The East Bay Express article seemed ominous enough. Under the headline “Corporate Beer Overlords AB InBev to Open Golden Road ‘Craft’ Beer Garden in North Oakland”, readers were warned Golden Road Brewing filed permits with the city of Oakland to open a beer garden on 40th Street between Broadway and Manila Avenue. Golden Road became part of the growing empire of A-B InBev brands late 2015 when they were acquired by the multi-national brewing giant. The short article ends with a quote from Tom McCormick of the California Craft Brewers Association claiming A-B InBev’s takeover of breweries like Golden Road is the biggest threat to the craft beer industry. The article seems little more than a call to arms to be spread on social media to rally the masses against big evil corporate beer.
Fair enough. People should be informed what companies are behind beer brands like Golden Road to make informed choices. But the “big beer evil, local beer good” vibe to the article seems rather dated, especially given the tremendous transformation in the brewing industry in just the past few years with the triumphs of “craft” breweries over large corporate ones. Still, the message still has a lot of resonance given AB InBev is no longer a lumbering giant resorting to using talking frogs to sell tasteless lagers. In just the past couple years, AB InBev co-opted the craft beer playbook, buying up craft breweries to create a local presence in major markets, acquiring Seattle’s Elysian, Oregon’s 10 Barrel, and LA’s Golden Road as part of that strategy on the West Coast.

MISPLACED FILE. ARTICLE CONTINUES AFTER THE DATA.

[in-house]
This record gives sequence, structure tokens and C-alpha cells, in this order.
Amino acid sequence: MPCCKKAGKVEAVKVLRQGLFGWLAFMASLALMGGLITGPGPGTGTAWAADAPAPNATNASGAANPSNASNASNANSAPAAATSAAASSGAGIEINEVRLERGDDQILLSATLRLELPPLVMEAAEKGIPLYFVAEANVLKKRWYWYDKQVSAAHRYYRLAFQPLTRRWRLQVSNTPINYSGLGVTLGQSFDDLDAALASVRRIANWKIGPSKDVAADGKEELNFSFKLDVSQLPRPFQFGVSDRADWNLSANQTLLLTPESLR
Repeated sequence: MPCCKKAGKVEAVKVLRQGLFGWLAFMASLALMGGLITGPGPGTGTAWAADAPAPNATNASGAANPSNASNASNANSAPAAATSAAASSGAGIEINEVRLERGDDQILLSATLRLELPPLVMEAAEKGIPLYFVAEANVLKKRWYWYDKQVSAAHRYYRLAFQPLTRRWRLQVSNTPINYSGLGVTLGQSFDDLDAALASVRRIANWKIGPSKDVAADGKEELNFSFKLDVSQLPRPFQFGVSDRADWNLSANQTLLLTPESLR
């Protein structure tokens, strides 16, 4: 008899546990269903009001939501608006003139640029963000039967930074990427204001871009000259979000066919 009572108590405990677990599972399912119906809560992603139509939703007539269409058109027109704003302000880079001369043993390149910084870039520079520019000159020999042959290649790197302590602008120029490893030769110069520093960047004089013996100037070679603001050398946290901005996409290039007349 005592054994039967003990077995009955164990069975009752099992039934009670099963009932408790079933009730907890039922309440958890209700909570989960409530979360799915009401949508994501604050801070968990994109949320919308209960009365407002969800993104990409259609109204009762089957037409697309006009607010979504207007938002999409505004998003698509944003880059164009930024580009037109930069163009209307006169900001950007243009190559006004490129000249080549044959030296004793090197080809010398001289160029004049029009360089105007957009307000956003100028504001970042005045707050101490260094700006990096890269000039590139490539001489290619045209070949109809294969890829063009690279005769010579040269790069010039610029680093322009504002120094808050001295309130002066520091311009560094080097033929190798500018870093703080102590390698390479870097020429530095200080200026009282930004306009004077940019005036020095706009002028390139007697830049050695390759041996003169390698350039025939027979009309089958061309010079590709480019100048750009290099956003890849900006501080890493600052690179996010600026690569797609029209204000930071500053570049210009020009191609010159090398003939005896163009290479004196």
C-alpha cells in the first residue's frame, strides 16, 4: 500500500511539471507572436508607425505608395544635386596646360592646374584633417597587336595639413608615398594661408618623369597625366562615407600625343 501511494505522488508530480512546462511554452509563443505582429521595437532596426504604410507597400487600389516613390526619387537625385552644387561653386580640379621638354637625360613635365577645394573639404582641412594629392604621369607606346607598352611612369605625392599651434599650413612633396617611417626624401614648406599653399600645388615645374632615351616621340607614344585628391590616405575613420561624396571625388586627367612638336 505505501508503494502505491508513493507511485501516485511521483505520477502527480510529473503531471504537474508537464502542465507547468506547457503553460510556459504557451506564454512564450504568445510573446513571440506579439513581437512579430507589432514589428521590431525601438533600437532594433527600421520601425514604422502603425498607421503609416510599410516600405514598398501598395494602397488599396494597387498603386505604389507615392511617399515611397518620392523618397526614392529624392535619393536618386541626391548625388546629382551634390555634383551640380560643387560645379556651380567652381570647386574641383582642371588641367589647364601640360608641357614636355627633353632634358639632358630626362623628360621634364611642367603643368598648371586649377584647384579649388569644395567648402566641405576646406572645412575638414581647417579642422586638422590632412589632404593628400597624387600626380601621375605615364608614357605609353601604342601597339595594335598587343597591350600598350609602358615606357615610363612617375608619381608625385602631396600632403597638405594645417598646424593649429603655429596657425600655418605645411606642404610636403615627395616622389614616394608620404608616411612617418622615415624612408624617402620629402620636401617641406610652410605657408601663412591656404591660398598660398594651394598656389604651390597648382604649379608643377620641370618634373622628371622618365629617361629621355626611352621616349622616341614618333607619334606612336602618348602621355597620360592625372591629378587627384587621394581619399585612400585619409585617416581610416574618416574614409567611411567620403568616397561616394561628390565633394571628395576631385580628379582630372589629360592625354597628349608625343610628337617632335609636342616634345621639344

Notice there are no Northern California breweries on that list. Over the past couple years, Elysian, 10 Barrel and Golden Road six-packs and tap handles popped up all over the Bay Area, and AB InBev has demonstrably built up a following in the Bay Area with their craft brands. But what’s going on in Oakland is a step further. By building an actual Golden Road brewery in the Oakland, AB InBev is effectively attempting to establish themselves as a local Bay Area brewery, a plan as diabolical as it is smart. Of course, most people are in favor of things like new beer gardens and new businesses which increase employment, and raising these sort of positives about AB InBev’s investment in Oakland makes sense, but seems like missing the point.
The big questions are: “Can AB InBev pull this off?” and “Could they be planning to create breweries in other Bay Area neighborhoods?” Well, looking at some of the social media comments on the East Bay Express article, success for AB InBev seems like a good bet. While there’s plenty of dissent like “Nope, not stepping foot on the premises”, I noticed a surprisingly number of counterpoints. “I agree that this seems a great development for North Oakland” wrote one commenter. AB InBev is muscling into the Bay Area to become a “local” brewery under their craft brand Golden Road, and the question is not whether they can pull off this audacious feat, but how successful they’ll be at it.